Keepers of Tlingit language a dedicated group
November 18, 1992
Development of the modern Tlingit spelling system or orthography began in the early part of this century. Franz Boas, the father of modern anthropology, and Louis Shotridge, a Tlingit from Klukwan, provided the basis for the orthography with their 1917 article “Grammatical Notes on the Language of the Tlingit Indians.”
Constance Naish and Gillian Story (working on behalf of the Wycliffe Bible Translation Mission and the Summer Institute of Linguistics) refined the Boas/Shotridge orthography with publication of a Tlingit noun dictionary and spelling book in the early Sixties. The University of Alaska published their major work, The Tlingit Verb Dictionary, in 1973. The Naish-Story publications were all based on field work conducted in Angoon, working with tradition-bearers Lydia George, Robert Zuboff, George Betts and others.
Jeff Leer, working with Tlingit speakers such as Dr. Walter Soboleff, Jenny Willard and John Marks, learned Tlingit as a teenager. Beginning in the late sixties, Leer worked with Richard and Nora Dauenhauer, Naish, Story and Dr. Michael Krauss on development of the modern Tlingit orthography. Leer and Krauss are now affiliated with the Alaska Native Language Center (ANLC) at the University of Alaska Fairbanks. The ANLC published Tongass Texts, edited by Leer, in 1978. The Dauenhauers, working at Sealaska Heritage Foundation, have edited a number of important source publications on Tlingit customs and traditions in the last 20 years.
The Tlingit language workshops of the early Seventies were critical to the development of the orthography. The language workshop had an open-entry, working format in 1972. Virtually anyone with an interest in the Tlingit language could participate.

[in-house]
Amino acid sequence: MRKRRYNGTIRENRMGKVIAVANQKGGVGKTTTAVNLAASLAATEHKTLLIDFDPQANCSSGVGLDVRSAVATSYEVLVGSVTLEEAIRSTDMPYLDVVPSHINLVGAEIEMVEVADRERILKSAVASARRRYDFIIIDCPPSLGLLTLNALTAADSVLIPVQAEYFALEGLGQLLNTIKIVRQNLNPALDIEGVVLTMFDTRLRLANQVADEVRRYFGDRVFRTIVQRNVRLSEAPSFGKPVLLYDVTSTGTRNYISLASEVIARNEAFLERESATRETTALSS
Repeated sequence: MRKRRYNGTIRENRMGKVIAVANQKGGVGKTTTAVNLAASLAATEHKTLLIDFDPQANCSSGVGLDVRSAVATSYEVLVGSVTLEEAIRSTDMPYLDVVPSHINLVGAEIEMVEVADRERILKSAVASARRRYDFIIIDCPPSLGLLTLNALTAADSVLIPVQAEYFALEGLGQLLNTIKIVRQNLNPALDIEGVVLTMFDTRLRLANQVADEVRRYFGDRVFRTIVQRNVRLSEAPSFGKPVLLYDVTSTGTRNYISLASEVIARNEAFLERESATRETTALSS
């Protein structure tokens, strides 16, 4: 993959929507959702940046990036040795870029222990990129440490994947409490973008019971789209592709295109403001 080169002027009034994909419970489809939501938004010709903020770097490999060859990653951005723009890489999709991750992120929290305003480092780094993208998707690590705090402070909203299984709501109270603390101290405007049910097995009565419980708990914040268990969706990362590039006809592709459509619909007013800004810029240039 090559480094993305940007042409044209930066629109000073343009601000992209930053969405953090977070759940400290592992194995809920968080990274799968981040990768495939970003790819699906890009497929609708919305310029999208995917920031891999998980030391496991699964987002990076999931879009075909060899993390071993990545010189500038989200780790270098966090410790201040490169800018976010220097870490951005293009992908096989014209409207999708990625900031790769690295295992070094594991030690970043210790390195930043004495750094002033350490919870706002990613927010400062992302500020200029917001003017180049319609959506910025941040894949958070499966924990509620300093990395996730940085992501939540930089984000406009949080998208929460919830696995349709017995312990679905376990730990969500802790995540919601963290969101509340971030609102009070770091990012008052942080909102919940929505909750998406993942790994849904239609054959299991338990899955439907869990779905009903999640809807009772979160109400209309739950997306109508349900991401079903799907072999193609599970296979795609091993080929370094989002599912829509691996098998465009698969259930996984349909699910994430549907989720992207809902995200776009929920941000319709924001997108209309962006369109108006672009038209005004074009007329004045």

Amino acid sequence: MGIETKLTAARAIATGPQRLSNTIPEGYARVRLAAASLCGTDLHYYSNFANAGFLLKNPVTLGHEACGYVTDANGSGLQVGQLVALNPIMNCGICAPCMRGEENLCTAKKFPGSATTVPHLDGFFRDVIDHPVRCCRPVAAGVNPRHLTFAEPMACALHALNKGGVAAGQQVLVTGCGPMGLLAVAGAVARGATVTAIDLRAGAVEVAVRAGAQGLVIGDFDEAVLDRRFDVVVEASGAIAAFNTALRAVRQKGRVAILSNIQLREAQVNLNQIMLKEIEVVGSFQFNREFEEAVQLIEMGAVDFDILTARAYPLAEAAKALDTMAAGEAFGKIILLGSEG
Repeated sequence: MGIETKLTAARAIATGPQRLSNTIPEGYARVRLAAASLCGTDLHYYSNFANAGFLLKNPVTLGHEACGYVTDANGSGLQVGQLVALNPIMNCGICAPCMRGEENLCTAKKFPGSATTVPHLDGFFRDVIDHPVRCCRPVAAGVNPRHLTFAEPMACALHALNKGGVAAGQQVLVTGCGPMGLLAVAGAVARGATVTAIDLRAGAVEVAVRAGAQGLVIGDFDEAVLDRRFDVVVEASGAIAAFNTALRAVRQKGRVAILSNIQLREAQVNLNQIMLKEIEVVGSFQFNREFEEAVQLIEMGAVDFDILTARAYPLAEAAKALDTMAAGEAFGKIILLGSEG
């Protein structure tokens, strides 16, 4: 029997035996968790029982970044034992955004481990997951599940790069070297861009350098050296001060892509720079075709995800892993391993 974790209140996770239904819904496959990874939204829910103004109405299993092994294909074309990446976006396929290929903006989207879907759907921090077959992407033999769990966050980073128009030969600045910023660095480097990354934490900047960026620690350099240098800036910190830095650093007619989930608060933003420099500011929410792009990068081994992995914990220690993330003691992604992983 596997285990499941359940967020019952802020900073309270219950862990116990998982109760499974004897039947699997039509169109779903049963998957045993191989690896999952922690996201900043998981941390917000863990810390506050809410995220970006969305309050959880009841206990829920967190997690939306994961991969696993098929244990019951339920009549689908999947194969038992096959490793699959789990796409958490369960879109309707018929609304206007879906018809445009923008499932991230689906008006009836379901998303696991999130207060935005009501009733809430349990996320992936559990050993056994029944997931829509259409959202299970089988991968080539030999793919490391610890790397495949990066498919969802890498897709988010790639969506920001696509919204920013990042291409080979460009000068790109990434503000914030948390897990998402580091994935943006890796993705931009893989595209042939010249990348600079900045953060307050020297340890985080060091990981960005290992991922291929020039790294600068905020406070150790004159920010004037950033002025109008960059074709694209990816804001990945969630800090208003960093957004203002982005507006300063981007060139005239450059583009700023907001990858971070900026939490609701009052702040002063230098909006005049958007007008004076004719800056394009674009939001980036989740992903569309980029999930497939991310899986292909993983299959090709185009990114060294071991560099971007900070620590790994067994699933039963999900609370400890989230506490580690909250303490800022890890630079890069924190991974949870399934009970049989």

Resource people Included Krauss, Leer, Naish, Story, the late A.P. Johnson (Tlingit teacher SJ), Walter Soboleff, the late Robert Zuboff I a Tlingit songmaster of the Kakweidi clan of Angoon), the late John Fawcett of Hoonah, John Marks (of the Lukaax.adi clan of Haines), the late Henry Davis (Native Studies Director at SJC), Katherine Mills (of the Chookaneidi clan of Hoonah), and Richard and Nora Dauenhauer (then affiliated with Alaska Methodist University).
Ed Scholz of the SJC staff taught me how to prepare simple photo “masters” and to operate the photo offset press in the school print shop. From 1971 through 1973, I printed a number of pamphlets and booklets at the print shop. The pamphlets included articles by Louis Shotridge, excerpts of the Goldschmidt-Haas report on the Possessory Rights of the Natives of Southeast Alaska, a book on Tlingit crests, and several publications of the Tlingit language (some were developed by Tlingit language workshop participants) under the Tlingit Readers imprint, a press founded by Dick and Nora Dauenhauer and myself.
The modern Tlingit orthography has evolved through the efforts of the above-mentioned people and many others. The Dauenhauers and Jeff Leer will be making major presentations to the Tlingit Clan Conference scheduled for early May 1993 in Klukwan. The Tlingit language workshop met for the last time in the summer of 1973.